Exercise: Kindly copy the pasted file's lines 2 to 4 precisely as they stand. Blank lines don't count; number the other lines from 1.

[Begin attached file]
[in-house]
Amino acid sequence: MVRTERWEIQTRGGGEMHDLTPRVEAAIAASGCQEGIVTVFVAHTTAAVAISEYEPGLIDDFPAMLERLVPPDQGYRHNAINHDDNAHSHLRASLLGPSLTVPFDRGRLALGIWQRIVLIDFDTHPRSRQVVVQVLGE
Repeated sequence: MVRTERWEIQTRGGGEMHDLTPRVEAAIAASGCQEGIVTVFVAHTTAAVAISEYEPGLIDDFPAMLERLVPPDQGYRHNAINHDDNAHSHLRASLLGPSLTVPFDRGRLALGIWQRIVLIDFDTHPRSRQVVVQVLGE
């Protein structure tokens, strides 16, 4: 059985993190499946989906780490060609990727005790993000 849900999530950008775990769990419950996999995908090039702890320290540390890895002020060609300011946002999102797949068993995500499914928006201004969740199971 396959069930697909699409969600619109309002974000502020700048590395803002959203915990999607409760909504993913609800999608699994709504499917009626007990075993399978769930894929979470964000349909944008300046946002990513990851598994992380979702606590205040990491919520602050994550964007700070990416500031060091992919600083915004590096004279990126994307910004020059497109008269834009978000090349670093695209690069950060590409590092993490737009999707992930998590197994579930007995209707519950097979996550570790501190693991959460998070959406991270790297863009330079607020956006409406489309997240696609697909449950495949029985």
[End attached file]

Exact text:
Amino acid sequence: MVRTERWEIQTRGGGEMHDLTPRVEAAIAASGCQEGIVTVFVAHTTAAVAISEYEPGLIDDFPAMLERLVPPDQGYRHNAINHDDNAHSHLRASLLGPSLTVPFDRGRLALGIWQRIVLIDFDTHPRSRQVVVQVLGE
Repeated sequence: MVRTERWEIQTRGGGEMHDLTPRVEAAIAASGCQEGIVTVFVAHTTAAVAISEYEPGLIDDFPAMLERLVPPDQGYRHNAINHDDNAHSHLRASLLGPSLTVPFDRGRLALGIWQRIVLIDFDTHPRSRQVVVQVLGE
């Protein structure tokens, strides 16, 4: 059985993190499946989906780490060609990727005790993000 849900999530950008775990769990419950996999995908090039702890320290540390890895002020060609300011946002999102797949068993995500499914928006201004969740199971 396959069930697909699409969600619109309002974000502020700048590395803002959203915990999607409760909504993913609800999608699994709504499917009626007990075993399978769930894929979470964000349909944008300046946002990513990851598994992380979702606590205040990491919520602050994550964007700070990416500031060091992919600083915004590096004279990126994307910004020059497109008269834009978000090349670093695209690069950060590409590092993490737009999707992930998590197994579930007995209707519950097979996550570790501190693991959460998070959406991270790297863009330079607020956006409406489309997240696609697909449950495949029985």